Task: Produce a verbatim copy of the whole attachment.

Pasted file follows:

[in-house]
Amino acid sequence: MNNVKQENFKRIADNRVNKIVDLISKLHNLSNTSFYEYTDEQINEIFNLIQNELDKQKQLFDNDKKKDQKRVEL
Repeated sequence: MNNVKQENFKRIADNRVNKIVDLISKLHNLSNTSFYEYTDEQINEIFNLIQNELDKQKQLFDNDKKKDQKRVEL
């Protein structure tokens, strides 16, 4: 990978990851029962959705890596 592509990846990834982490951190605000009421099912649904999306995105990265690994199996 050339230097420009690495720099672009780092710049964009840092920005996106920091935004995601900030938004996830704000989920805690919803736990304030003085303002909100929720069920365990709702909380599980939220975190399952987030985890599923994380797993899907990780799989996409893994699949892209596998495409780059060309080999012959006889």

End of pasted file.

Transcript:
[in-house]
Amino acid sequence: MNNVKQENFKRIADNRVNKIVDLISKLHNLSNTSFYEYTDEQINEIFNLIQNELDKQKQLFDNDKKKDQKRVEL
Repeated sequence: MNNVKQENFKRIADNRVNKIVDLISKLHNLSNTSFYEYTDEQINEIFNLIQNELDKQKQLFDNDKKKDQKRVEL
């Protein structure tokens, strides 16, 4: 990978990851029962959705890596 592509990846990834982490951190605000009421099912649904999306995105990265690994199996 050339230097420009690495720099672009780092710049964009840092920005996106920091935004995601900030938004996830704000989920805690919803736990304030003085303002909100929720069920365990709702909380599980939220975190399952987030985890599923994380797993899907990780799989996409893994699949892209596998495409780059060309080999012959006889």